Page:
A headteacher has resigned after admitting trying to push her school up the league tables by correcting her pupils' answers to national standard assessment tests.
Headteachers' leaders and the school's chairman of governors are blaming the intense pressure on heads for the behaviour of Helen Quick, of Wyndham Primary School, Newcastle upon Tyne.
Miss Quick, 46, who joined the school in January 1994, altered answers to maths and science tests sat by 11-year-old pupils last month in an attempt to correct their mistakes and improve her school's results.
She kept her secret for nearly a month before confessing to her union, the National Association of Head Teachers, which advised her to tell the local education authority.
Wyndham Primary School had recently been given a clean bill of health by Ofsted inspectors after a critical report in 1998 when the school was identified as having "serious weaknesses". However, inspectors who visited the school in March were still concerned at the school's low standards, particularly in maths and science. Union officials said that Miss Quick had been worried that another set of poor results could jeopardise the school's recovery.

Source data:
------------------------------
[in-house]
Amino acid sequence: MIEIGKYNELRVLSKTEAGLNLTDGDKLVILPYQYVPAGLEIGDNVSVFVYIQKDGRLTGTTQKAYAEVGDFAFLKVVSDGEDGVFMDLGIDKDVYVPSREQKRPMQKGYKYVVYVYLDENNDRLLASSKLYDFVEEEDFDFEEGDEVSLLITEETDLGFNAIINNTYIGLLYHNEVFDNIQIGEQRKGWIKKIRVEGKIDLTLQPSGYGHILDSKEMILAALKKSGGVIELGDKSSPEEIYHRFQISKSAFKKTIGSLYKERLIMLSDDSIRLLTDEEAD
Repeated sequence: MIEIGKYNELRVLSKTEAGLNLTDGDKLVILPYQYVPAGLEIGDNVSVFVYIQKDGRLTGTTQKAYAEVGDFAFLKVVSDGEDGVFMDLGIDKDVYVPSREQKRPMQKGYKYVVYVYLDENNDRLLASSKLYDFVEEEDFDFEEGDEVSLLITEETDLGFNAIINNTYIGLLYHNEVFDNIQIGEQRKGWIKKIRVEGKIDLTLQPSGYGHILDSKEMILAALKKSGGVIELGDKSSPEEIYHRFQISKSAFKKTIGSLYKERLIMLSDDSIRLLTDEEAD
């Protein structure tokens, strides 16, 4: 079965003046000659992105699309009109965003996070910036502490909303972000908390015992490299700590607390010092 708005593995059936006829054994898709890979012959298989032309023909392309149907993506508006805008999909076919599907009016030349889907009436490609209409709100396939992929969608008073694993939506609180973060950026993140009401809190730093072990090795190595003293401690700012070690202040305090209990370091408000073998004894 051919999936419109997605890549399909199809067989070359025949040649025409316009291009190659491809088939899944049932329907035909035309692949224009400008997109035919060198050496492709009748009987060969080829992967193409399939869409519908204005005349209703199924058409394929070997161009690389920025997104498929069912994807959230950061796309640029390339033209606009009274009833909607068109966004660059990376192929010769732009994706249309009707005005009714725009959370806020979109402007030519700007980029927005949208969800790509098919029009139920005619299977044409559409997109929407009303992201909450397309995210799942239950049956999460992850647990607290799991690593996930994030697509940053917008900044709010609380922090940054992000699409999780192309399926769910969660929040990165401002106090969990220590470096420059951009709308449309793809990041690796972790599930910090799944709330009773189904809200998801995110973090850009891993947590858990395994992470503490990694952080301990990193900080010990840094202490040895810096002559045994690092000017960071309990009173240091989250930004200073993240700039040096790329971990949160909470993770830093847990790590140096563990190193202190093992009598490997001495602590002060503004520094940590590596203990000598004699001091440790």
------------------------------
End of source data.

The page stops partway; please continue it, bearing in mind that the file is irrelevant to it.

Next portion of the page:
Miss Quick, a headteacher for 16 years, worked seven days a week and took on extra duties because her school did not have a deputy head.
Schools are under increasing pressure to improve their national test results. Each school has its own targets as part of its contribution to the Government's national targets based on the English and maths tests. Wyndham Primary's results were way under target, particularly in maths – with just 63 per cent reaching the required standards compared with the 85 per cent target last year.
The 30 Wyndham pupils who sat the tests have now had their results annulled and the school's scores will not appear in this year's league tables. Instead, children will receive unofficial gradings based on teachers' assessment of their performance.
The NAHT blamed the stress of the job yesterday for Miss Quick's "error of judgement". John Heslop, the NAHT regional officer, said: "Modern headship increasingly involves headteachers in more stress than in the past. This can lead to errors of judgement such as this one. Helen's integrity before this incident was impeccable, and reinforced by her actions in drawing the attention of the local education authority to the incident." Miss Quick was now "at a very low ebb" but had been determined to "come clean" despite the inevitable professional cost to herself.
The school's chairman of governors said Miss Quick's actions had been completely out of character.Reuse content